Though rains have come to Africa, serious problems remain. Crop harvests threatened by pests and millions of people still homeless

Twenty-one million people -- at least -- still hungry. Two and a half million people still forced to live away from their homes and farms -- at least.

A ``grave'' threat to precious grain now ripening in the Sahel after the best rains in four years: clouds of voracious grasshoppers and grain-eating birds called quelea.

Little has yet been done about either pest, officials say. Action is urgently required.

These three points about hungry Africa emerge from talks with United Nations officials, and from new UN documents, here and in Rome.

Officials are extremely concerned that many people in North America, Western Europe, Japan, and Australasia think the worst African drought of the century is now yesterday's news.

Yes, they say, the drought picture is generally improving, but six dark spots remain for 1986: Ethiopia, Sudan, Angola, Mozambique, Botswana, Lesotho. In these six alone, some 21.4 million people are still suffering because rains have been scattered, light, or just haven't come.

In the same six, upwards of 2.4 million have been displaced from their own tribal areas, according to the Office for Emergency Operations in Africa (OEOA) here.

UN relief officials make two more points: six is a great improvement on the crisis-list of 20 nations monitored all this year by the UN Food and Agriculture Organization (FAO) in Rome. But the six (and others) will need urgent help next year, underscoring that the famine emergency, in the UN view, cannot be forgotten or ignored.

Late information from reports received by OEOA and by the UN World Food Program (WFP) based in Rome:

Ethiopia: Government officials say that between December 1984 and August 1985, 625,000 tons of grain have been distributed to 6.2 million people each month.

The officials say 214,000 people have been displaced (the UN estimates 337,000). Some 183,000 families have been resettled from north to south, the government says, adding that its resettlement target is 300,000 families.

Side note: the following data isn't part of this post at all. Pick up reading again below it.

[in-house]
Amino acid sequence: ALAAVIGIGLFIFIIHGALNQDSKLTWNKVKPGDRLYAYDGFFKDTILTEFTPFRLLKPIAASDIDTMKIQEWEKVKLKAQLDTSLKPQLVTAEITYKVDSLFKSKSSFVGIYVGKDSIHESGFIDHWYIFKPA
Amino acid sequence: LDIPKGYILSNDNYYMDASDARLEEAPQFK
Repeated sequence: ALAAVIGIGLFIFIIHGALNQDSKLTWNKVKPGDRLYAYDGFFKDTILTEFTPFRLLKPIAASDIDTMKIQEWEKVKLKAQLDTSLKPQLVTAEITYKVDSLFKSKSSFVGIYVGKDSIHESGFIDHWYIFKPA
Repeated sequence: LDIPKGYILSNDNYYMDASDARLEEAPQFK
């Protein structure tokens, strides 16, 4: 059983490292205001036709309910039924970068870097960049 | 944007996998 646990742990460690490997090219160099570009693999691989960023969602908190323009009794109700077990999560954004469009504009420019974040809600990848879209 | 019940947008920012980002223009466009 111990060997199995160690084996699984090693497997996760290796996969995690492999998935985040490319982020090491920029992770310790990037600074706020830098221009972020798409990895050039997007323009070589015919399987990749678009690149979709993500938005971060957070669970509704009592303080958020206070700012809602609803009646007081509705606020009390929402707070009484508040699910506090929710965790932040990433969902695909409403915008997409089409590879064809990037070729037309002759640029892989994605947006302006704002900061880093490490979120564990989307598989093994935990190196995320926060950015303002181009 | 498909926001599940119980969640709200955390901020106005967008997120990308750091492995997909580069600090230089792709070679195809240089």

As for 1986, 5.8 million people could be affected in 13 major regions. The OEOA reports a preliminary estimate that 1.16 million tons of food aid may be needed by the 5.8 million people. United States aid officials in Washington have so far put the figure somewhat lower.

The US Agency for International Development is giving at least $2.4 million to start up the largest truck fleet ever provided to an African country to haul grain.

Sudan: Bumper crop of sorghum expected, but as WFP officials say, ``There's nowhere to store it.'' Appeal is going out for 27 million bags.

Truck and auto fuel is starting to run short. WFP has just provided 3,400 tons of fuel, making a total of 7,000 tons this year. The fuel is urgently needed for 150 trucks already operating under WFP and for 200 more expected before the end of the year from Italy, Band Aid, The Netherlands, World Vision, and the Organization of Petroleum Exporting Countries.

In the remote western area of Darfur, crop prospects are not as good as hoped, according to OEOA, because of seed shortages and uneven rains.

Lesotho: National emergency declared Oct 10: no proper rain for the last five years. More than half the population of 1.4 million are affected by the famine, UN officials in New York report.

China and North Korea have each donated 1,000 tons of corn. Much more will be needed.

Botswana: Of a population of 1.1 million, 610,000 are said to be affected by drought. Botswana urgently needs 11,706 tons of grain before June, $2.1 million for health care, $1.7 million for water supplies and sanitation, $5.9 million for fertilizer and other food-growing needs, and $6.4 million for ``relief and survival needs.''

The Sahel: In Mali, local reports speak ominously of 40 to 60 grasshoppers infesting each square yard of land in some areas of Mali. ``No response'' has yet come from donors to meet the challenge despite pleas by the Mali government, the UN reports, although FAO provided emergency aid of $238,000 in September.

In the Niger delta of Mali, the UN Development Program has provided $31,000 to try to control the quelea birds after ``substantial nesting activities'' were reported.

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